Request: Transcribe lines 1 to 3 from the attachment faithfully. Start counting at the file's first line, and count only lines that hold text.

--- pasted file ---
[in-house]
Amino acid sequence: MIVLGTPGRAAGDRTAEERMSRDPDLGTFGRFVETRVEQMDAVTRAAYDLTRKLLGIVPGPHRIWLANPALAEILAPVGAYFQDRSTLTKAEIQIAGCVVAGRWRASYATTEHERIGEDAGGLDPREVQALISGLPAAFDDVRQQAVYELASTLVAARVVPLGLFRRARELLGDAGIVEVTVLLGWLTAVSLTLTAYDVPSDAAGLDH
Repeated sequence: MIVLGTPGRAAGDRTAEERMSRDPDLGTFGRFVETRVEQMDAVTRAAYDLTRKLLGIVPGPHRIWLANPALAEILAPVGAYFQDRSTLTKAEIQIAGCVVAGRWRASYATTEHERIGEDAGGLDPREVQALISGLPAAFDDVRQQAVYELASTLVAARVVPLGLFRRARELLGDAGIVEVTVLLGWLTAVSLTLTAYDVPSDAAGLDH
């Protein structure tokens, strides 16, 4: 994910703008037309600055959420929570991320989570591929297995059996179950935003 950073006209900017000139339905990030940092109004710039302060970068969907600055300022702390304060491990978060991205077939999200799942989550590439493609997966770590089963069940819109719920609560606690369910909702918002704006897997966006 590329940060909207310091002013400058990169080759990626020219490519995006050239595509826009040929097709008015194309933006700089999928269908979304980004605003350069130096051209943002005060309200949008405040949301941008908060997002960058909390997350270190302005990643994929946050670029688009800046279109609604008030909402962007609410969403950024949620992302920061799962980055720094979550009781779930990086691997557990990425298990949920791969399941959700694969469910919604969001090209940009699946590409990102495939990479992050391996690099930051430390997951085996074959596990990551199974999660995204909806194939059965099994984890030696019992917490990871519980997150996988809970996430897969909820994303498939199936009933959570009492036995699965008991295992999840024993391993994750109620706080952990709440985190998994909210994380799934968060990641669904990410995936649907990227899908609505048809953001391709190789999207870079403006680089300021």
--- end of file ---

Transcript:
[in-house]
Amino acid sequence: MIVLGTPGRAAGDRTAEERMSRDPDLGTFGRFVETRVEQMDAVTRAAYDLTRKLLGIVPGPHRIWLANPALAEILAPVGAYFQDRSTLTKAEIQIAGCVVAGRWRASYATTEHERIGEDAGGLDPREVQALISGLPAAFDDVRQQAVYELASTLVAARVVPLGLFRRARELLGDAGIVEVTVLLGWLTAVSLTLTAYDVPSDAAGLDH
Repeated sequence: MIVLGTPGRAAGDRTAEERMSRDPDLGTFGRFVETRVEQMDAVTRAAYDLTRKLLGIVPGPHRIWLANPALAEILAPVGAYFQDRSTLTKAEIQIAGCVVAGRWRASYATTEHERIGEDAGGLDPREVQALISGLPAAFDDVRQQAVYELASTLVAARVVPLGLFRRARELLGDAGIVEVTVLLGWLTAVSLTLTAYDVPSDAAGLDH